Encyclopedia ofChicago
Entries : Fort Sheridan
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Fort Sheridan

 

 

 

Fort Sheridan

Aerial: Fort Sheridan, 1937
Designed by the Chicago architecture firm of Holabird & Roche, Fort Sheridan occupied over 600 acres along Lake Michigan in Highwood, Illinois, from 1887 to 1993. The land had been purchased in 1887 by the Commercial Club of Chicago and donated to the federal government with the hope that the army would use the gift to create a military post near the city. Since the great strikes of 1877, members of the Commercial Club had supported the use of the army as a national police force for the protection of property and the suppression of labor unrest. After the Haymarket Affair of 1886, Commercial Club members were determined to bring a U.S. Army post to the city to have troops available immediately if needed. Fully supporting this plan was the Civil War hero and commanding general himself, Philip H. Sheridan. After Congress accepted the gift, over the objections of western senators whose local posts were being closed down, construction began in the spring of 1888. Soon afterward, President Grover Cleveland named the post in honor of General Sheridan.

Troops from Fort Sheridan responded only once to labor unrest, in 1894 during the Pullman strikes. In 1898, during the Spanish American War, Fort Sheridan became a mobilization, training, and administrative center and continued to house these functions through World War II, when over 500,000 men and women were processed through military service at the fort. From 1953 to the 1970s, Fort Sheridan fought the Cold War by servicing and supplying all NIKE antimissile systems in the upper Midwest. After 1973 the post again housed administrative and logistical support services. In 1988 Fort Sheridan was among those slated for closure by the Base Realignment and Closure Commission and in 1993 the army post was closed.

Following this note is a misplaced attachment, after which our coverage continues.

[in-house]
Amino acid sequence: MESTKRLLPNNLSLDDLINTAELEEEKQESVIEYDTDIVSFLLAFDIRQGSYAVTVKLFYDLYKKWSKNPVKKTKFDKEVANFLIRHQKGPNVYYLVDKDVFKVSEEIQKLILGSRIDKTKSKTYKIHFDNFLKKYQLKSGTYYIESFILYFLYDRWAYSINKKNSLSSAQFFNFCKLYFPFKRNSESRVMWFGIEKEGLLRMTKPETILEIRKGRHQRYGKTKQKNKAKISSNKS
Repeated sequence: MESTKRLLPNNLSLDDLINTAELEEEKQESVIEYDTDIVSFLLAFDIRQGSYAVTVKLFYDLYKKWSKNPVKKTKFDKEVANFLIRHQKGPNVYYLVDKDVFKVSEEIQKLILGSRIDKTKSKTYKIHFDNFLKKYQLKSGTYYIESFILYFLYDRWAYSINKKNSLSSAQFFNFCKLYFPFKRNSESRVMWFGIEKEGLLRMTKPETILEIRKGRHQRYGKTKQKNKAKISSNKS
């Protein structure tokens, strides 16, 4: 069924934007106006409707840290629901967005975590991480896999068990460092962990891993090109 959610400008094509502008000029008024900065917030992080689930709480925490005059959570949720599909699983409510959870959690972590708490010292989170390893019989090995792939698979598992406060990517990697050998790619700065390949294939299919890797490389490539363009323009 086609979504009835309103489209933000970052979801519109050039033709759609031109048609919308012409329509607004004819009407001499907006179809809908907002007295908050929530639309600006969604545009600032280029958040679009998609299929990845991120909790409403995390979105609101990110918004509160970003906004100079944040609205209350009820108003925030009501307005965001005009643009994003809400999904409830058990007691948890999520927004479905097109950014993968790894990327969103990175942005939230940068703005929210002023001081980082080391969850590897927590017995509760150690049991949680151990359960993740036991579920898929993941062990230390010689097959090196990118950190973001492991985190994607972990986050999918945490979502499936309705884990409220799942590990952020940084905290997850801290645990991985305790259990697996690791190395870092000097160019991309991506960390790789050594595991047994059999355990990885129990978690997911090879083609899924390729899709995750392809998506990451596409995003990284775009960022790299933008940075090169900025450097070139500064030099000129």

After Fort Sheridan was slated for closure, residents of the area formed the Fort Sheridan Joint Planning Commission and developed a reuse plan with public participation. Environmental analysis identified landfills, pesticide storage areas, asbestos-containing material, PCB-containing transformers, unexploded ordnance, and a variety of petroleum products and metals in the soil and groundwater. Environmental cleanup began in 1993. Ninety-four buildings, including 64 designed by Holabird & Roche, are situated on the 110-acre Historic District, designated a National Historic Landmark in 1984. An Army Reserve base continues to use about 90 acres. The remaining property is divided between a golf course and a variety of ongoing commercial and residential developments.

Bibliography
Smith, Nina B. “ ‘This Bleak Situation’: The Founding of Fort Sheridan, Illinois.” Illinois Historical Journal 80 (1987): 13.
Sorenson, Martha E. View from the Tower: A History of Fort Sheridan, Illinois. 1985.